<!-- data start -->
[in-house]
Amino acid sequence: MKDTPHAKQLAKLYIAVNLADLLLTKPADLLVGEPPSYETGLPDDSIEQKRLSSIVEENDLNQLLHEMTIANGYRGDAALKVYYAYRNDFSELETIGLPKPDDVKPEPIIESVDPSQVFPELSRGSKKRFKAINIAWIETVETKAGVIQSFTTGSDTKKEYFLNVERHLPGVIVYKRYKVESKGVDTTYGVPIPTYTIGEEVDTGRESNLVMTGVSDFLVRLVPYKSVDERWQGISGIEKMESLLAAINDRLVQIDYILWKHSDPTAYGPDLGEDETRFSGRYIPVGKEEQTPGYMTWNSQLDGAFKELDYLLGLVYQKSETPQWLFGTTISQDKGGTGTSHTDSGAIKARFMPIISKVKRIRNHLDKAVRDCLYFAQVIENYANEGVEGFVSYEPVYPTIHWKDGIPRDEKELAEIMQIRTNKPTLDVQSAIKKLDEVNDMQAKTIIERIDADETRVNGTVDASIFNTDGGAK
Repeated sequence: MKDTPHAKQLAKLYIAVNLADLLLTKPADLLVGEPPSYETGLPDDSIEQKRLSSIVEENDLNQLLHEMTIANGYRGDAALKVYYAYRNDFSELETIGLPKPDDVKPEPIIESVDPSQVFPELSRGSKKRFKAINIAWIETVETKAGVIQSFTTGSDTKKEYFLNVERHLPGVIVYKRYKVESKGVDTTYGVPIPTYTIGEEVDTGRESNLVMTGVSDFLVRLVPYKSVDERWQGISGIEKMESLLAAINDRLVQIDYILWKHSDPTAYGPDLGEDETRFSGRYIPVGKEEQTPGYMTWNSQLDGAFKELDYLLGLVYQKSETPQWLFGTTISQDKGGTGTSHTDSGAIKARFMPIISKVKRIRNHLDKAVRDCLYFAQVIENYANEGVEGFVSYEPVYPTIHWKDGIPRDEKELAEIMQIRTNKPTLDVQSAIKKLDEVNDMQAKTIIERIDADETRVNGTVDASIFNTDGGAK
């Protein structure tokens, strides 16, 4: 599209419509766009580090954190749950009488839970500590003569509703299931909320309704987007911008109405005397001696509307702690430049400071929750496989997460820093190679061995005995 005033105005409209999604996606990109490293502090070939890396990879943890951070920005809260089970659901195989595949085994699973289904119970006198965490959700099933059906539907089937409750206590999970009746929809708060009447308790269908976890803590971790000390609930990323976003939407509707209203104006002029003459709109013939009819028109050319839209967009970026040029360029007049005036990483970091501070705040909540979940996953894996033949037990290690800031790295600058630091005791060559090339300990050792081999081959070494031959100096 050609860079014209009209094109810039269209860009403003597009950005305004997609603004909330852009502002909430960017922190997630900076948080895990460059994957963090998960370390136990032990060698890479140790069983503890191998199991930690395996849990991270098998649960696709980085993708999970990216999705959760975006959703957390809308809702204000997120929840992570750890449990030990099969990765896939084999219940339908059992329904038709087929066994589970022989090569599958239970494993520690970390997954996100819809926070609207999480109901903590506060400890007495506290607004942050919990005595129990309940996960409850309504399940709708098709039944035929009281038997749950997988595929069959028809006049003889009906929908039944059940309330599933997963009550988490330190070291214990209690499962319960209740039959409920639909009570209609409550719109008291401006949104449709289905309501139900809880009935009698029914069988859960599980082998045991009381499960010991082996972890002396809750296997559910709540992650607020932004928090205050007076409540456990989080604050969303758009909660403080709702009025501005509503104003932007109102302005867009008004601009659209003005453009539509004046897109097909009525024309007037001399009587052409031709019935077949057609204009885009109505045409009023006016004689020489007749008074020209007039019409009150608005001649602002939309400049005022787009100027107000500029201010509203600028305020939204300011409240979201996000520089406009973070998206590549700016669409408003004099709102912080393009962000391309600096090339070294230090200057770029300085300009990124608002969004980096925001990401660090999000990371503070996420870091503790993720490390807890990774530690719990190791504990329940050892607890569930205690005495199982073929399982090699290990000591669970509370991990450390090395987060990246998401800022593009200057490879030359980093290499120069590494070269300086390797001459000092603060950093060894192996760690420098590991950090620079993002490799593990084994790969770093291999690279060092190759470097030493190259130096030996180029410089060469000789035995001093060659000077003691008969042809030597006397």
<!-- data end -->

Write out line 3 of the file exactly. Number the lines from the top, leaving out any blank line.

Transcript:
Repeated sequence: MKDTPHAKQLAKLYIAVNLADLLLTKPADLLVGEPPSYETGLPDDSIEQKRLSSIVEENDLNQLLHEMTIANGYRGDAALKVYYAYRNDFSELETIGLPKPDDVKPEPIIESVDPSQVFPELSRGSKKRFKAINIAWIETVETKAGVIQSFTTGSDTKKEYFLNVERHLPGVIVYKRYKVESKGVDTTYGVPIPTYTIGEEVDTGRESNLVMTGVSDFLVRLVPYKSVDERWQGISGIEKMESLLAAINDRLVQIDYILWKHSDPTAYGPDLGEDETRFSGRYIPVGKEEQTPGYMTWNSQLDGAFKELDYLLGLVYQKSETPQWLFGTTISQDKGGTGTSHTDSGAIKARFMPIISKVKRIRNHLDKAVRDCLYFAQVIENYANEGVEGFVSYEPVYPTIHWKDGIPRDEKELAEIMQIRTNKPTLDVQSAIKKLDEVNDMQAKTIIERIDADETRVNGTVDASIFNTDGGAK